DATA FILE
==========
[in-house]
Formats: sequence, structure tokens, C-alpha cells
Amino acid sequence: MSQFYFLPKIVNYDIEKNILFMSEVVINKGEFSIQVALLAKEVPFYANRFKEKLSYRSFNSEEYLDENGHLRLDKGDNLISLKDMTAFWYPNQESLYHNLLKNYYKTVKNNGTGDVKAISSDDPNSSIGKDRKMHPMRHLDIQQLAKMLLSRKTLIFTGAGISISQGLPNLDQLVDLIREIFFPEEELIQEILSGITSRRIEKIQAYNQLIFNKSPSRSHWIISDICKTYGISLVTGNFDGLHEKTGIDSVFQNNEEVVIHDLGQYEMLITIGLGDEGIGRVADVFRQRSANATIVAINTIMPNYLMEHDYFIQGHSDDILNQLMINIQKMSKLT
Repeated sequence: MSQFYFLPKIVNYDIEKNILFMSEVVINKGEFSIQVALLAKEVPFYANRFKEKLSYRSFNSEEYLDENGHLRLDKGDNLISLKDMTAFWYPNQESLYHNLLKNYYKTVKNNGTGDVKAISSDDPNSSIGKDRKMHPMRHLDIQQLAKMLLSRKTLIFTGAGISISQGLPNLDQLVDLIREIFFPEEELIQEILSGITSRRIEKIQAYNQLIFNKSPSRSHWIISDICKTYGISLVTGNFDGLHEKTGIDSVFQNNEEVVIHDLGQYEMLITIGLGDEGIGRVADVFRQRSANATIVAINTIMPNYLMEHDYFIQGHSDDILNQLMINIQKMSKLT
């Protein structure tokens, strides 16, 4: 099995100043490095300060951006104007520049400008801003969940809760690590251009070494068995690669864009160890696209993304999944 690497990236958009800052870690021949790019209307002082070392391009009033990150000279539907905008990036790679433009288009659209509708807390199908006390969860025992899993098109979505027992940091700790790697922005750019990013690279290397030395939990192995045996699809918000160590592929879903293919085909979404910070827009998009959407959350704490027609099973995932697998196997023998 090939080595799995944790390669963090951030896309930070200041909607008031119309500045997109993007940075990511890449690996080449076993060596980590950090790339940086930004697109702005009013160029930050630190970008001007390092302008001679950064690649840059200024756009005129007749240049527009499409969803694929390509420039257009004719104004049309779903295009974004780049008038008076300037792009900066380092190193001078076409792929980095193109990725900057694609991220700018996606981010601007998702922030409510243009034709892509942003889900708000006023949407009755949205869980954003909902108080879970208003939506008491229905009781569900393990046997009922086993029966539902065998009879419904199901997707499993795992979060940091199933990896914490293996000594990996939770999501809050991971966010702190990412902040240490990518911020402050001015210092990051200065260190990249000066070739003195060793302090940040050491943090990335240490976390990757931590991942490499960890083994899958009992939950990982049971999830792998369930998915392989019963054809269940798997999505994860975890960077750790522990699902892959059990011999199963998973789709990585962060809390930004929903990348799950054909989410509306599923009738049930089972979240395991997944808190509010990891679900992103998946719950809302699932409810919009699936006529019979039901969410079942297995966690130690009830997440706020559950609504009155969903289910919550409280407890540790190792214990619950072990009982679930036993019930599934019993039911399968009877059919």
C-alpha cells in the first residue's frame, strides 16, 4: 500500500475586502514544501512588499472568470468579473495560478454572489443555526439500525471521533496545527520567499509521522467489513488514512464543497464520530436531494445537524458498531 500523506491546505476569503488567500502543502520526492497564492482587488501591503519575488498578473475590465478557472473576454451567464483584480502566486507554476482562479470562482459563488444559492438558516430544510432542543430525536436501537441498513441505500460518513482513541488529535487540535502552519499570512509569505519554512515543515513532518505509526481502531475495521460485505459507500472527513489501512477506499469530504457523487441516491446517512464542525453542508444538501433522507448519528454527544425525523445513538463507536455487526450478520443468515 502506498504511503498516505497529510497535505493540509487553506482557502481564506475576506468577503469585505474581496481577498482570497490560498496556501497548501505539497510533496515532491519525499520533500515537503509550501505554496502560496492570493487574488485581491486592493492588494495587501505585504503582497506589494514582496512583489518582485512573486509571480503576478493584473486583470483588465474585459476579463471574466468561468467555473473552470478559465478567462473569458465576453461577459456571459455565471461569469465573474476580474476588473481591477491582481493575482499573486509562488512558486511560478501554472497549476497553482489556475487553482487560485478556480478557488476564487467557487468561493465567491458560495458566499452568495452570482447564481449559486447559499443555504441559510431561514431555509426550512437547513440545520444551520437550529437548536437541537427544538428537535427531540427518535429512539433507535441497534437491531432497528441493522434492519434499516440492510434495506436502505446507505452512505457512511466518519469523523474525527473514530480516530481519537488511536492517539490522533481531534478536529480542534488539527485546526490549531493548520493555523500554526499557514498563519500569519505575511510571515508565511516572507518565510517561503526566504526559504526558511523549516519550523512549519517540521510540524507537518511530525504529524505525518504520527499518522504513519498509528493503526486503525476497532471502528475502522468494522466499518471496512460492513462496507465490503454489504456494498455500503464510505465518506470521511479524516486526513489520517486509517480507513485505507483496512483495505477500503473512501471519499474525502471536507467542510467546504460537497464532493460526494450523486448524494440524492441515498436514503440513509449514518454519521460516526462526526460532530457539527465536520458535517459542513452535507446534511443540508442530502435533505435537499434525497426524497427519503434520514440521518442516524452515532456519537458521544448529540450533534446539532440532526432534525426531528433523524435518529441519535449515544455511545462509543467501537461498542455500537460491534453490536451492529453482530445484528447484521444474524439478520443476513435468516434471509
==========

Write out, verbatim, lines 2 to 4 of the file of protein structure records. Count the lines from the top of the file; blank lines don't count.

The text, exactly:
Formats: sequence, structure tokens, C-alpha cells
Amino acid sequence: MSQFYFLPKIVNYDIEKNILFMSEVVINKGEFSIQVALLAKEVPFYANRFKEKLSYRSFNSEEYLDENGHLRLDKGDNLISLKDMTAFWYPNQESLYHNLLKNYYKTVKNNGTGDVKAISSDDPNSSIGKDRKMHPMRHLDIQQLAKMLLSRKTLIFTGAGISISQGLPNLDQLVDLIREIFFPEEELIQEILSGITSRRIEKIQAYNQLIFNKSPSRSHWIISDICKTYGISLVTGNFDGLHEKTGIDSVFQNNEEVVIHDLGQYEMLITIGLGDEGIGRVADVFRQRSANATIVAINTIMPNYLMEHDYFIQGHSDDILNQLMINIQKMSKLT
Repeated sequence: MSQFYFLPKIVNYDIEKNILFMSEVVINKGEFSIQVALLAKEVPFYANRFKEKLSYRSFNSEEYLDENGHLRLDKGDNLISLKDMTAFWYPNQESLYHNLLKNYYKTVKNNGTGDVKAISSDDPNSSIGKDRKMHPMRHLDIQQLAKMLLSRKTLIFTGAGISISQGLPNLDQLVDLIREIFFPEEELIQEILSGITSRRIEKIQAYNQLIFNKSPSRSHWIISDICKTYGISLVTGNFDGLHEKTGIDSVFQNNEEVVIHDLGQYEMLITIGLGDEGIGRVADVFRQRSANATIVAINTIMPNYLMEHDYFIQGHSDDILNQLMINIQKMSKLT